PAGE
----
This is a rough guide for occasional use, and contractors should look for the maximum practical size. Bigger is definitely better for the professionals, and 9 cubic feet should be a minimum for plasterers and concrete specialists. Obviously, large capacity mixers are much more expensive, but you can always hire one for a day or two, a very cost effective solution.
There are two major types of cement mixer, the portable cement mixer and the tow behind concrete mixer. Portable cement mixers are much cheaper to buy, and are easily transported in a station wagon, requiring a sturdy stand for tipping the mix into a wheelbarrow. Tow-behind concrete mixers have power and high capacity, but may be too large for use at home.
The other major consideration influencing any decision is the horsepower and the preferred power type., Electric, diesel and gas powered cement mixers all have their distinct advantages and disadvantages.
Electric Cement Mixers
- These mixers are available as both portable and tow models.
- Electric mixers are cheap to buy and easy to use.
- Electric cement mixers are available with a dual voltage option, perfect for switching voltages.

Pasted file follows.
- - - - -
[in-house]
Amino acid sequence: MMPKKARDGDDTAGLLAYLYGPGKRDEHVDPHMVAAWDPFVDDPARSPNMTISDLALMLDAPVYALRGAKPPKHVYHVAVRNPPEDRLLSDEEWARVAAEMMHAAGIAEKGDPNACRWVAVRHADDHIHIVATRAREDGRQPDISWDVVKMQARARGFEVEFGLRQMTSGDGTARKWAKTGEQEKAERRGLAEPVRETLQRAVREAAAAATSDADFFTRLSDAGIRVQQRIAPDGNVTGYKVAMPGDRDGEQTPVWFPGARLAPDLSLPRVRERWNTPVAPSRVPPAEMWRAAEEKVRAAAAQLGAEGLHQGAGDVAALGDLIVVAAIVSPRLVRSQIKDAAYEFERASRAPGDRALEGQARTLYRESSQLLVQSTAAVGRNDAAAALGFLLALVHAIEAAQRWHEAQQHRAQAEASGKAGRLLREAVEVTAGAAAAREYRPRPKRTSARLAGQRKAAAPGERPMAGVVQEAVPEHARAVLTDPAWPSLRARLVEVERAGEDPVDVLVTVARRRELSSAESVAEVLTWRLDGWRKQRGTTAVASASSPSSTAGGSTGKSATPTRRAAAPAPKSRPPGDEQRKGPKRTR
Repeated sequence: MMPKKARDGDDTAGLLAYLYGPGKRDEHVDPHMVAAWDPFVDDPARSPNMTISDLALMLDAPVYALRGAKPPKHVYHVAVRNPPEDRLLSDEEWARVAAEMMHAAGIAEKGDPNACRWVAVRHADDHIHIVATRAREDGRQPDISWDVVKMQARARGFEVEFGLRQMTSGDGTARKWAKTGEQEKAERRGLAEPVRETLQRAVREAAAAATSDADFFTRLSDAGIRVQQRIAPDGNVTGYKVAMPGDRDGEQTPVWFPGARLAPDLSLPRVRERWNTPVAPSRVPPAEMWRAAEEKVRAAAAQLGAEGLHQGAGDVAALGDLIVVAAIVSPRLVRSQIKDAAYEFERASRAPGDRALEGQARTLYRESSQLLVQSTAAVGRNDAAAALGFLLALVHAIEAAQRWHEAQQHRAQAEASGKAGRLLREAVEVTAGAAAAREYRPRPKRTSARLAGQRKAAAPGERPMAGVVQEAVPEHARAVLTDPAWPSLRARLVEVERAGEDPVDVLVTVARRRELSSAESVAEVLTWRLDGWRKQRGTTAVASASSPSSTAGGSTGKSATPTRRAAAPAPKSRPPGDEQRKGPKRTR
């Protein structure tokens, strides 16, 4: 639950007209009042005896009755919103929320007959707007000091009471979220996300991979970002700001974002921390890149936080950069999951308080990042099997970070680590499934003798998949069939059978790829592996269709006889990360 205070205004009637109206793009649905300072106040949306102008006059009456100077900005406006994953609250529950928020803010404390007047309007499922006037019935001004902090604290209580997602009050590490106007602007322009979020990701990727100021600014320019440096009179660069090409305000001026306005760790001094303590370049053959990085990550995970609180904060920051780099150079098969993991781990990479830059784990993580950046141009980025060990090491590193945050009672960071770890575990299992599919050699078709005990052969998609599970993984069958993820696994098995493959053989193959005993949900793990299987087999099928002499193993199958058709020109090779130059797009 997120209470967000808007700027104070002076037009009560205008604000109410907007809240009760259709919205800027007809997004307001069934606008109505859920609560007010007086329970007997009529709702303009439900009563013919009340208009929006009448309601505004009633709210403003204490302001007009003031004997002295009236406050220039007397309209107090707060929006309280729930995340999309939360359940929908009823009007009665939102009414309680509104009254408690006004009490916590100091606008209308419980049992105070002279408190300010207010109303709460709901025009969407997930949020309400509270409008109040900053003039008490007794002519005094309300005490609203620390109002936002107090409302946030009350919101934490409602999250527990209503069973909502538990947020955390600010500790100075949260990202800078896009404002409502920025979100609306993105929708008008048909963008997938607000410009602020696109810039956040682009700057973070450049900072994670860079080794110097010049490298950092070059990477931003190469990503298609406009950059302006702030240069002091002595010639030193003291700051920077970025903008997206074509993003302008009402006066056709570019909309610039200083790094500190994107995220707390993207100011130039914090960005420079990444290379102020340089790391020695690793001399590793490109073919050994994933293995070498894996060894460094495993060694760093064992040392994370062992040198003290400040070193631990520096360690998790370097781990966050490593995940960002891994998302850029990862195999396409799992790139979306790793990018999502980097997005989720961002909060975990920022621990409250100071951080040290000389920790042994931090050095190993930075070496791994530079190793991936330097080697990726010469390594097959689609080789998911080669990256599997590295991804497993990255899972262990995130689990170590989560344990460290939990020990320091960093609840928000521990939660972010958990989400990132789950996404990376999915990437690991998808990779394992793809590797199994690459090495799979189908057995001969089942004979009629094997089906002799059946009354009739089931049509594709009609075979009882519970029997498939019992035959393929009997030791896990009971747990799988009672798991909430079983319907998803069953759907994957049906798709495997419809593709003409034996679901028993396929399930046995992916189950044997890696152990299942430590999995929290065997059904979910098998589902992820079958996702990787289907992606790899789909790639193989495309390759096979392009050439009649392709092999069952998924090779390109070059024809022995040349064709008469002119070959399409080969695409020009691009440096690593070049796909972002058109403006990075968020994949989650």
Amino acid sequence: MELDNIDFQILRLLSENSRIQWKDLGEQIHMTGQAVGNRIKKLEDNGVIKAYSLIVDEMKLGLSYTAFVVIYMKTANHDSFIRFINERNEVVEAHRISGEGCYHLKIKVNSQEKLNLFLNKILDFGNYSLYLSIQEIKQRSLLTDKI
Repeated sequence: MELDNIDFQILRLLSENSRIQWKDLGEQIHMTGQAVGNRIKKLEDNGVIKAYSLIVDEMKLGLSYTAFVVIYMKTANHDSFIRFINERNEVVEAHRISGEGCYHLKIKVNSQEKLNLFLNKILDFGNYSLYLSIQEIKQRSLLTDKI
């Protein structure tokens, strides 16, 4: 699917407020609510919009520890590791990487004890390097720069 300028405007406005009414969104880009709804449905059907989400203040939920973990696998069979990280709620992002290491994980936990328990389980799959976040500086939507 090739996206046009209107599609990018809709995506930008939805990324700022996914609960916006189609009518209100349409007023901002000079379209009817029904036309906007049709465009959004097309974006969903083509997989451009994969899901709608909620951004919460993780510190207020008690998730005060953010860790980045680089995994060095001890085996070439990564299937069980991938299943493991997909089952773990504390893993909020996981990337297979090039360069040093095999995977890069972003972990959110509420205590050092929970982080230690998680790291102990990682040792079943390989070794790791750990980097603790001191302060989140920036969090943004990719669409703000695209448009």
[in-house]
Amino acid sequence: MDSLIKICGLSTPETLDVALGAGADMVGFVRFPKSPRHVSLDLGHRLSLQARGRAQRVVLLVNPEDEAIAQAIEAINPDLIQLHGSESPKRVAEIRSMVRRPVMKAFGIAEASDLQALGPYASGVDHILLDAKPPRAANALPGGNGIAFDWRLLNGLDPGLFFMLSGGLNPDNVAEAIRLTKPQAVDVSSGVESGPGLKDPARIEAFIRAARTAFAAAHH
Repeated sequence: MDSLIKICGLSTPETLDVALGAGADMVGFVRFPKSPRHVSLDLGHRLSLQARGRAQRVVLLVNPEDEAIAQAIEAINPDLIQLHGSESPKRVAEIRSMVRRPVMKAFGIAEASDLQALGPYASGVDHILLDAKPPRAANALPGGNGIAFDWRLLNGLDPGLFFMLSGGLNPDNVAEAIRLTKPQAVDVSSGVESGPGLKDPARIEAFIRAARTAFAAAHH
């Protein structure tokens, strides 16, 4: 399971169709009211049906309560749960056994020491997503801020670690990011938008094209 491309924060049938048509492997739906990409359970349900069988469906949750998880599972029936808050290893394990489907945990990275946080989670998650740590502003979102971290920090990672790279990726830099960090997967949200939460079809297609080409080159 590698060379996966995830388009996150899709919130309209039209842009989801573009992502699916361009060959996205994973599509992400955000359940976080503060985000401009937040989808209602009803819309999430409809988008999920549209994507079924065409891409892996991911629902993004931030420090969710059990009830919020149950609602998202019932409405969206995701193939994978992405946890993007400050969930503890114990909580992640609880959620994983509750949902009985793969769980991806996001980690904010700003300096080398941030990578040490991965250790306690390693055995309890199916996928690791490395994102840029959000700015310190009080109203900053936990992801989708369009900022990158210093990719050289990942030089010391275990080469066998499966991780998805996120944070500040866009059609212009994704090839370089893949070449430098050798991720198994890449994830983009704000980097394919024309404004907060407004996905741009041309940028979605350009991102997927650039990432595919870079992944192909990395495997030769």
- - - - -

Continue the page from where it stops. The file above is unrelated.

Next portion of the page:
- They are the best option for light, general home use.
- Electric motors are often cheaper to run than diesel or petrol types, although this can vary from location to location.
- Electric cement mixers need a nearby mains power source or a generator.
- There is always a risk of electrocution in wet conditions, so they are not ideal for contractors who must work in all weathers.
- Electric motors are generally lower powered than the equivalents, so tend to have a much smaller capacity.
Diesel Cement Mixers
- Diesel models are extremely robust and very reliable.
- These mixers are much more economical than gas powered mixers.
- Diesel mixers have a huge capacity, so are perfect for large jobs and frequent use.
- Diesel motors is powerful, and deliver a lot of torque, ensuring thorough mixing and aeration.
- Storing diesel is much safer than storing gasoline, and is much less likely to cause flash fires and explosions.
- Diesel mixers are extremely heavy and cumbersome to move. Generally, they are only available as tow-behind type models.
- Diesel mixers are dangerous if misused, so some safety training is advisable.
- The ‘side wheel’ used to tip the drum and empty the mixture requires physical strength to use.